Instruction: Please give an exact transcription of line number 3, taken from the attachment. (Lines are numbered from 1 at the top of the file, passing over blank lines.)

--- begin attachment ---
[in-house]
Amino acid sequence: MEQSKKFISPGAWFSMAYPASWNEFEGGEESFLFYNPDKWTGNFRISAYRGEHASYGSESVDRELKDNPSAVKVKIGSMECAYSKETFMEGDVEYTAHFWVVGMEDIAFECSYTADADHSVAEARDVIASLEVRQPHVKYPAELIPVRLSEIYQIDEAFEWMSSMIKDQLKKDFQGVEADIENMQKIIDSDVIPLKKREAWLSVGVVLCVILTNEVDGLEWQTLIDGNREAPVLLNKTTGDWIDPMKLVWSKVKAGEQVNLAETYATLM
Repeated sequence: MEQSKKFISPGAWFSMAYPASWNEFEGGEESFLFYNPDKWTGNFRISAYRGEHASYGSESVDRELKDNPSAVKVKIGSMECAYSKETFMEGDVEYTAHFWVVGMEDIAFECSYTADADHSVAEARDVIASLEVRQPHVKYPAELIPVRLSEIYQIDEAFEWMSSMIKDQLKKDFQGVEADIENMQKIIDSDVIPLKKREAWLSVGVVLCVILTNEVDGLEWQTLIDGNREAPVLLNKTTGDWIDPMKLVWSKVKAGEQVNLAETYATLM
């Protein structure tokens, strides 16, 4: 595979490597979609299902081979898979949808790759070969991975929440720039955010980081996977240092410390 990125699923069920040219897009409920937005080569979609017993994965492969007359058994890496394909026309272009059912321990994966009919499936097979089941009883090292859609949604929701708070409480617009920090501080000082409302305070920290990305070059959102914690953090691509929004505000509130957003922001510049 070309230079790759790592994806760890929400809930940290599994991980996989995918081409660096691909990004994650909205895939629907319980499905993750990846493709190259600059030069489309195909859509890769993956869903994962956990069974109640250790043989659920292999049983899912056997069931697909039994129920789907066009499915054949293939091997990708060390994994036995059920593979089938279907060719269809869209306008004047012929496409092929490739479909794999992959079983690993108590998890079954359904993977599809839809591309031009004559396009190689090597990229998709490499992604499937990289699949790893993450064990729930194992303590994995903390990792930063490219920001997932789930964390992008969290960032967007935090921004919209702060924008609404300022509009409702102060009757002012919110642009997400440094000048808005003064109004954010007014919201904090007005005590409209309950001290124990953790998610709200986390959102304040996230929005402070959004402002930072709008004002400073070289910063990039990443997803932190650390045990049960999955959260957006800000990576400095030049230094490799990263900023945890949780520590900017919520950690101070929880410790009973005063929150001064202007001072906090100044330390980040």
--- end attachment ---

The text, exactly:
Repeated sequence: MEQSKKFISPGAWFSMAYPASWNEFEGGEESFLFYNPDKWTGNFRISAYRGEHASYGSESVDRELKDNPSAVKVKIGSMECAYSKETFMEGDVEYTAHFWVVGMEDIAFECSYTADADHSVAEARDVIASLEVRQPHVKYPAELIPVRLSEIYQIDEAFEWMSSMIKDQLKKDFQGVEADIENMQKIIDSDVIPLKKREAWLSVGVVLCVILTNEVDGLEWQTLIDGNREAPVLLNKTTGDWIDPMKLVWSKVKAGEQVNLAETYATLM